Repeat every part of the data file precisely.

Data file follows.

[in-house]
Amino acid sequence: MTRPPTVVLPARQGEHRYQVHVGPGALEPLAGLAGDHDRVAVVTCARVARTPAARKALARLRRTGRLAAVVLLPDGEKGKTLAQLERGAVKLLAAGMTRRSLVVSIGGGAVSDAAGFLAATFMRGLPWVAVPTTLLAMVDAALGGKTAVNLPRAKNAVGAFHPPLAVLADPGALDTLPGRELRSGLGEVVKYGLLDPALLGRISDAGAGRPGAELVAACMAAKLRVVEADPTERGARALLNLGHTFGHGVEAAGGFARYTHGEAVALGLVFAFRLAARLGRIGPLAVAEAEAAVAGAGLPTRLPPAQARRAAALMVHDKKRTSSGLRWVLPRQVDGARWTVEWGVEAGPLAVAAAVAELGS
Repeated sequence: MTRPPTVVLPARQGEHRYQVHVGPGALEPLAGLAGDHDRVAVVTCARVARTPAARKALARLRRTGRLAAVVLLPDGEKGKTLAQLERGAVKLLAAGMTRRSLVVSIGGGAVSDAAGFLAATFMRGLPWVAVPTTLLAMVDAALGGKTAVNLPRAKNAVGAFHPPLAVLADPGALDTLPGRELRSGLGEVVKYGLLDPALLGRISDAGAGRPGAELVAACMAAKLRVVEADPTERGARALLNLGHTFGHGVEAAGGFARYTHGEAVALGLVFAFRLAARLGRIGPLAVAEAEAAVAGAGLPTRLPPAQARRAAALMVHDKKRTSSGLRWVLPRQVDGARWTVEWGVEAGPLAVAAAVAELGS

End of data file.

[in-house]
Amino acid sequence: MTRPPTVVLPARQGEHRYQVHVGPGALEPLAGLAGDHDRVAVVTCARVARTPAARKALARLRRTGRLAAVVLLPDGEKGKTLAQLERGAVKLLAAGMTRRSLVVSIGGGAVSDAAGFLAATFMRGLPWVAVPTTLLAMVDAALGGKTAVNLPRAKNAVGAFHPPLAVLADPGALDTLPGRELRSGLGEVVKYGLLDPALLGRISDAGAGRPGAELVAACMAAKLRVVEADPTERGARALLNLGHTFGHGVEAAGGFARYTHGEAVALGLVFAFRLAARLGRIGPLAVAEAEAAVAGAGLPTRLPPAQARRAAALMVHDKKRTSSGLRWVLPRQVDGARWTVEWGVEAGPLAVAAAVAELGS
Repeated sequence: MTRPPTVVLPARQGEHRYQVHVGPGALEPLAGLAGDHDRVAVVTCARVARTPAARKALARLRRTGRLAAVVLLPDGEKGKTLAQLERGAVKLLAAGMTRRSLVVSIGGGAVSDAAGFLAATFMRGLPWVAVPTTLLAMVDAALGGKTAVNLPRAKNAVGAFHPPLAVLADPGALDTLPGRELRSGLGEVVKYGLLDPALLGRISDAGAGRPGAELVAACMAAKLRVVEADPTERGARALLNLGHTFGHGVEAAGGFARYTHGEAVALGLVFAFRLAARLGRIGPLAVAEAEAAVAGAGLPTRLPPAQARRAAALMVHDKKRTSSGLRWVLPRQVDGARWTVEWGVEAGPLAVAAAVAELGS